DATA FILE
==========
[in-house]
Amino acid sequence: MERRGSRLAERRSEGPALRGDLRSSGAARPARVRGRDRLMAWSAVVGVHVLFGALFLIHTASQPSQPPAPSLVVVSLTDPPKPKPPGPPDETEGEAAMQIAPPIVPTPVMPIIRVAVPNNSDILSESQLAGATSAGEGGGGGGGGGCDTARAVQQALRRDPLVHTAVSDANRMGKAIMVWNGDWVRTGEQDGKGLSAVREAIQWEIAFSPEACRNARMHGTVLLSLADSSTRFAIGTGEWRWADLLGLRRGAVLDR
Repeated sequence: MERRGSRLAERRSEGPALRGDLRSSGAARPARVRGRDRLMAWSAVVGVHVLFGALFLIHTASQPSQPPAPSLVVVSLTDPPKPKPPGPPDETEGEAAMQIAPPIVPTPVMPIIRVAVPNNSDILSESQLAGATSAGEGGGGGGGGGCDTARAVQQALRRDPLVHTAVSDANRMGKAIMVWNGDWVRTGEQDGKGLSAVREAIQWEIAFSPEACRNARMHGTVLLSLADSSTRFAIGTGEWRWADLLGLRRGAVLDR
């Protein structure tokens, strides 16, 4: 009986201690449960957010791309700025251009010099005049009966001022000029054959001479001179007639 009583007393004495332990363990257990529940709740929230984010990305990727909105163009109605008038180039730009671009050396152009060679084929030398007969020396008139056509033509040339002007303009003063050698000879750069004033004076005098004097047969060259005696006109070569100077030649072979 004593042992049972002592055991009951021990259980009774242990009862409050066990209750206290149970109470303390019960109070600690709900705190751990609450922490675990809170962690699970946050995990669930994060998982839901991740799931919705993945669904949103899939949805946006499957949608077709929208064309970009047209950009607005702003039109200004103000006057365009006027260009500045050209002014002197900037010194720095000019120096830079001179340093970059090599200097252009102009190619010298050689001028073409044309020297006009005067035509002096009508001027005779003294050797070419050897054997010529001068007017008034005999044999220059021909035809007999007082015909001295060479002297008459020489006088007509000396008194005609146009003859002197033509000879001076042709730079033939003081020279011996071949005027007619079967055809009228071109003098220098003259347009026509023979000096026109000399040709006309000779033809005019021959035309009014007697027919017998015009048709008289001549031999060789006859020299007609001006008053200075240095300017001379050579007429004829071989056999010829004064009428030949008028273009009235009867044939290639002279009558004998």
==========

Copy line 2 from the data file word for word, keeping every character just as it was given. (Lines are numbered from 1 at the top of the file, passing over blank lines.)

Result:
Amino acid sequence: MERRGSRLAERRSEGPALRGDLRSSGAARPARVRGRDRLMAWSAVVGVHVLFGALFLIHTASQPSQPPAPSLVVVSLTDPPKPKPPGPPDETEGEAAMQIAPPIVPTPVMPIIRVAVPNNSDILSESQLAGATSAGEGGGGGGGGGCDTARAVQQALRRDPLVHTAVSDANRMGKAIMVWNGDWVRTGEQDGKGLSAVREAIQWEIAFSPEACRNARMHGTVLLSLADSSTRFAIGTGEWRWADLLGLRRGAVLDR